ST. LEO — Abbot Isaac Camacho has a Blackberry.
The spiritual and administrative leader of two dozen Benedictine monks at Saint Leo Abbey keeps the wireless device tucked under the black robes of his habit. It's a concession to modern life, like the abbey's Web site.
"It's so handy," Camacho said of the sleek smart phone. "I keep in touch with my personal assistant and with our accountant."
But the dark-haired priest also writes prayer intentions in the ancient art of calligraphy as he leads his community in perpetuating the spirituality of an Italian saint who lived from 480 to 547.
This morning Camacho will celebrate a special Mass commemorating the 120th anniversary of Benedictine work and prayer in central Florida.
Other events, from art shows to bingos, are planned for the coming year.
On June 4, 1889, the Florida Legislature approved the charter that allowed the Catholic religious order to build and operate a school that later became Saint Leo University. The Benedictines transferred title of the school to an independent board in 1969.
"I can't imagine being here 120 years ago," said Camacho, 43. "There were no cars; it took a half day to go to Dade City. The monks did everything; they were entirely self-sufficient."
Hundreds of acres of natural flora were transformed into vast citrus groves, much of it since replaced by subdivisions and other development that make the hilltop abbey more of an oasis than ever. Pasco's population has boomed to more than 471,000 from fewer than 4,300 when the monks arrived.
But some things remain unchanged and timeless. Camacho said that for his homily today he will reprise the words of the priest who dedicated the abbey's Church of the Holy Cross more than 60 years ago.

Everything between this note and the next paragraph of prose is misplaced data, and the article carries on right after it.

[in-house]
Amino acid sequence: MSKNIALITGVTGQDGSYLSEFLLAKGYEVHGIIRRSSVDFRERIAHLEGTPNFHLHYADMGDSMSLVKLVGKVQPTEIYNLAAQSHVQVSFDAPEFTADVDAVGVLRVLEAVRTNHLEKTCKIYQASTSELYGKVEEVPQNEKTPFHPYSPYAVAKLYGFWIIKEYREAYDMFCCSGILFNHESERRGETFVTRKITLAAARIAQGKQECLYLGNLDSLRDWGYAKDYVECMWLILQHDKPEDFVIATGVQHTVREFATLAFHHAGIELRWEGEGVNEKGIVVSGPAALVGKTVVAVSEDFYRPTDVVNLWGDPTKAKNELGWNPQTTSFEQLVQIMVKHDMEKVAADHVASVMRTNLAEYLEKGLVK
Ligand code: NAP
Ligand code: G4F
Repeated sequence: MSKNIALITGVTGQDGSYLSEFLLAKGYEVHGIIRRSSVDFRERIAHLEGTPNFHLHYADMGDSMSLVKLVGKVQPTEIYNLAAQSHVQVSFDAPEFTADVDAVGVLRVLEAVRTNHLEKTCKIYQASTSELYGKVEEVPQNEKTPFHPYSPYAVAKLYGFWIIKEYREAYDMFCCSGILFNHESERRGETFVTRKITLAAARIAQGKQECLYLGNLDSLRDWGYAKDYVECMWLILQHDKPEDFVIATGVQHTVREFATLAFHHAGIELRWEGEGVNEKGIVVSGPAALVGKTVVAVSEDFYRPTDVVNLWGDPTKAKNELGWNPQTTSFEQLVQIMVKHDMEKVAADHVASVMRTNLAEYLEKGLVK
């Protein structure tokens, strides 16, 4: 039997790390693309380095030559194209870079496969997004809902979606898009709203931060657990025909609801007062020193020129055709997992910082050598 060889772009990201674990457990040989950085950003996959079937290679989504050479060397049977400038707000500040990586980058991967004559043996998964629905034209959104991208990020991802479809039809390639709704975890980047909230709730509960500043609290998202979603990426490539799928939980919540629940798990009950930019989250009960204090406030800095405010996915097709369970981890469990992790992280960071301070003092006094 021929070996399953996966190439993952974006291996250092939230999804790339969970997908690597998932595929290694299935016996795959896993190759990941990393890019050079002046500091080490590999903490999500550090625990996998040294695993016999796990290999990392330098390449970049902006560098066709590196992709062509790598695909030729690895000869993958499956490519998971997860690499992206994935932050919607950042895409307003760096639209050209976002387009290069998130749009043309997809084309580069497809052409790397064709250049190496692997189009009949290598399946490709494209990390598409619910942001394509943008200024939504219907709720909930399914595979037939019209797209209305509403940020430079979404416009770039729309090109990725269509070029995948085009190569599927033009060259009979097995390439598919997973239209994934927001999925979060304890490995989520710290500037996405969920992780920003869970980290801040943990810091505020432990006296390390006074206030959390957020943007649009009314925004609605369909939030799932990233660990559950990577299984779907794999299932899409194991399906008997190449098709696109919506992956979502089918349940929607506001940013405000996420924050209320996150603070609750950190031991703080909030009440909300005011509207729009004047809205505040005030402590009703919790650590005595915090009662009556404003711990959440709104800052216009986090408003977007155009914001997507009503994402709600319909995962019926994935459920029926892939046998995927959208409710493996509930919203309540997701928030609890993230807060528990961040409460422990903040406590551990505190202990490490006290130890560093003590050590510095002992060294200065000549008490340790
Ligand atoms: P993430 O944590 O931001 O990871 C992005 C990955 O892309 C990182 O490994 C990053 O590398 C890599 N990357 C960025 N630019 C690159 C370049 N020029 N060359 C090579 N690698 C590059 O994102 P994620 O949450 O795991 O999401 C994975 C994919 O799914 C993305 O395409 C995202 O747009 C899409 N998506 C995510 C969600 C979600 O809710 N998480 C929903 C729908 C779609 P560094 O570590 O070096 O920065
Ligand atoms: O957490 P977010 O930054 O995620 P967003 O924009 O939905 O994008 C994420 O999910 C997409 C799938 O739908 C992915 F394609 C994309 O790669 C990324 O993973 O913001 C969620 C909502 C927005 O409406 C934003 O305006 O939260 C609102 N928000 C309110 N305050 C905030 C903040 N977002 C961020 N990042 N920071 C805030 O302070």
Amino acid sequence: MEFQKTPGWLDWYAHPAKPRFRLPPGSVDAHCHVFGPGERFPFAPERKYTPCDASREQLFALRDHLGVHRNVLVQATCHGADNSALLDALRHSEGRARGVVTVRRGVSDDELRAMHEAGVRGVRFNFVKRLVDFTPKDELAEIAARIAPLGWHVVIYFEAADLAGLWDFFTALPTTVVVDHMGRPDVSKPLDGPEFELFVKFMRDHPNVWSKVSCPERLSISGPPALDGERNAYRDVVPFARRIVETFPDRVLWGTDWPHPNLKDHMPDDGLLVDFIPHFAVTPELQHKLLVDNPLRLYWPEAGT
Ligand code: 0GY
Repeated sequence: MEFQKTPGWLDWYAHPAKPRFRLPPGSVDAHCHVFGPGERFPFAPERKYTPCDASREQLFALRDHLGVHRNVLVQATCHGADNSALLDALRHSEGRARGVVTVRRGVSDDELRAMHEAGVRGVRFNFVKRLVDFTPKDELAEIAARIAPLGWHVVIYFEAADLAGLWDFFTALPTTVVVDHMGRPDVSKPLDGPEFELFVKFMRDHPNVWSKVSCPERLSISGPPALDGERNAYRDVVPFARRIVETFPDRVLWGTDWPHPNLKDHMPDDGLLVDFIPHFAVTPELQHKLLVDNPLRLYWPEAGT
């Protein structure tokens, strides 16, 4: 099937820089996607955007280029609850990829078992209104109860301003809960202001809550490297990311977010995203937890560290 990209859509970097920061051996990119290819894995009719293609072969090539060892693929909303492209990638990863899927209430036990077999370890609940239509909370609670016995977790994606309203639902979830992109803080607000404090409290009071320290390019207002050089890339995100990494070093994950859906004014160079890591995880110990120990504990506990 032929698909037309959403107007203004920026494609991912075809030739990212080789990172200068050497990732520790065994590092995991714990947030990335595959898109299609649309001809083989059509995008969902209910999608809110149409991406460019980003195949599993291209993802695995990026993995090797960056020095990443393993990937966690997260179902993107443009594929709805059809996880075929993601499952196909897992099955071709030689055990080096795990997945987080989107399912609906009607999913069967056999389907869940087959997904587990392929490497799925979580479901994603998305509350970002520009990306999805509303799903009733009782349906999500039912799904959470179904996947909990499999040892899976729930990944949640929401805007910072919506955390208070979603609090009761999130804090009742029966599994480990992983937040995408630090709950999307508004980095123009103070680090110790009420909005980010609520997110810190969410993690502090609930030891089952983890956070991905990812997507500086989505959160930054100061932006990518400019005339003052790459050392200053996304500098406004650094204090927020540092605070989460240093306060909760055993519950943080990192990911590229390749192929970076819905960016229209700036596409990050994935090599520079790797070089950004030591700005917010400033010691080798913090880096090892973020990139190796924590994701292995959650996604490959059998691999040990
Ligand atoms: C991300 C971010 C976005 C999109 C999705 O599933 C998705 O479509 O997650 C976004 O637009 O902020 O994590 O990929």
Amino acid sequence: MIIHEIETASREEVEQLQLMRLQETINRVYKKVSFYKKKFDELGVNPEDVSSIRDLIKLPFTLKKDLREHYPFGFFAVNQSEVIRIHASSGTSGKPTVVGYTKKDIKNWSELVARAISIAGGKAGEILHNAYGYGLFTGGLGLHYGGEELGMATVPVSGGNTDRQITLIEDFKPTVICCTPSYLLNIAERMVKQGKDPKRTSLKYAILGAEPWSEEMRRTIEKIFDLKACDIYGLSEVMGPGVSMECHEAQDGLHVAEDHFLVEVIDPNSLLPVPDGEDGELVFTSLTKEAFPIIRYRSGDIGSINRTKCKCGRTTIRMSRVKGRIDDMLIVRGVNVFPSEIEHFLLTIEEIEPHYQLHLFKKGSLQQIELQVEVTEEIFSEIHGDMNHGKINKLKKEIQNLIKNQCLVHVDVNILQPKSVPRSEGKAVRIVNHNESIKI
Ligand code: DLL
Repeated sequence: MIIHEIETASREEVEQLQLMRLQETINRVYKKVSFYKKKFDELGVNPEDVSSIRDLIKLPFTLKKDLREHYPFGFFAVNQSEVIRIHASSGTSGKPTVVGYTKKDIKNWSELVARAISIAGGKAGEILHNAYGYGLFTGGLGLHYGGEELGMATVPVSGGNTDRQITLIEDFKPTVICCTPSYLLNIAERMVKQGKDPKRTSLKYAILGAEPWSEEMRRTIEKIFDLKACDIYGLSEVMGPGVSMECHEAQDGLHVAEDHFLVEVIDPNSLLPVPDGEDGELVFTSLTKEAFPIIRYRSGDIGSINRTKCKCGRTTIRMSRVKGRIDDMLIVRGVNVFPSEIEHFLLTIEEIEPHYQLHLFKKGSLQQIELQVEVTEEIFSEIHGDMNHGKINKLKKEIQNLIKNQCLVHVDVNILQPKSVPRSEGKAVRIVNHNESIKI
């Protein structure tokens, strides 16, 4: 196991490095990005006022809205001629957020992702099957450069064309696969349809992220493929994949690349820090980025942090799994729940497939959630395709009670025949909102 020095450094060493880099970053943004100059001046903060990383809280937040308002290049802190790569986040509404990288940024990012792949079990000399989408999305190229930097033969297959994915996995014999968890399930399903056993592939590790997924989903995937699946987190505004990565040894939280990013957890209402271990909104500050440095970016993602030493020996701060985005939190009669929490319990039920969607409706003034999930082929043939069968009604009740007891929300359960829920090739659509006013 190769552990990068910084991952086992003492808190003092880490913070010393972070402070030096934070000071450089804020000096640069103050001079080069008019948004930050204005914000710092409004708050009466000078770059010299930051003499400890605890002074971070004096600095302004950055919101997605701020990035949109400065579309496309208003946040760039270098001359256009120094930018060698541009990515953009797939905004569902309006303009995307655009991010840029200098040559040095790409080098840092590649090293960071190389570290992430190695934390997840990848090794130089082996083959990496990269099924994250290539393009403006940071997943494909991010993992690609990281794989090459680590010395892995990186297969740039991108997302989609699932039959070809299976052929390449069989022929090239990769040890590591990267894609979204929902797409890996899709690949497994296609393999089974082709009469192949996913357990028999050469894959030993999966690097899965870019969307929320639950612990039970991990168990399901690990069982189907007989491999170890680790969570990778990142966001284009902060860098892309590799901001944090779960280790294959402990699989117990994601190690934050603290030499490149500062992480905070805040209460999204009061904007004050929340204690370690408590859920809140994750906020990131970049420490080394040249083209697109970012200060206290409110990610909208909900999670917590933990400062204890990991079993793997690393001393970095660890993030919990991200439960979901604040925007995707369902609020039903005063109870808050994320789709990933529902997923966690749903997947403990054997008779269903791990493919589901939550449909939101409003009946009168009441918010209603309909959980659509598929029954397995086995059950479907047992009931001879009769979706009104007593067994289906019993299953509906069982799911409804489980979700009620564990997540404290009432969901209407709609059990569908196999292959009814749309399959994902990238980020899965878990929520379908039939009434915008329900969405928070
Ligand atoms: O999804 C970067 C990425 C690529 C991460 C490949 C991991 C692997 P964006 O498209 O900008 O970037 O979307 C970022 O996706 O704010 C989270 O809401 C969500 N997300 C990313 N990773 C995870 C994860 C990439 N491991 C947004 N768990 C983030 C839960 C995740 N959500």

"True happiness and security are to be found only in an appreciation of spiritual values and sincere conformity of human life to God's will," Camacho said he will preach.
"This still resounds perfectly today," he said.
The church, finished in 1948, is a symbol and focal point of the anniversary. Final touches on a five-month, $100,000 interior restoration were being completed this week.
About 170 gallons of paint and 100 gallons of glaze have brightened the worship space with a yellowish, faux antique patina.
Tile floors were waxed and polished; cobwebs swept from the wooden ceiling rafters.
Saints peer down from 18 restored stained glass windows.
Decorative red and gold tapestries have been placed behind statues of other saints at several side altars. The canopy surrounding the centerpiece 22,000-pound rose marble crucifix behind the main altar has been cleaned and painted.
Abbey handyman Robert Palmer helped oversee the labor of the monks and five community volunteers.
"I'm not Catholic, but I am a true believer in God," said Palmer, 58, of Dade City. "Working in here has been a real spiritual experience. The monks have given me more spiritual direction than anyone."
Gregorian chant has been restored to the liturgy.
"We should preserve it, it is a treasure of the church," Camacho said.
The anniversary events will help raise money to clean and paint the church exterior. Camacho said the church and affiliated retreat center provide an important place to step away from the hectic pace and materialism of the secular world.
"The monks learn to act different from the rest of the world, in other words, to be holy," Camacho said. "In Scriptures, the word holy means to be different. Don't do what society does, be different; be holy."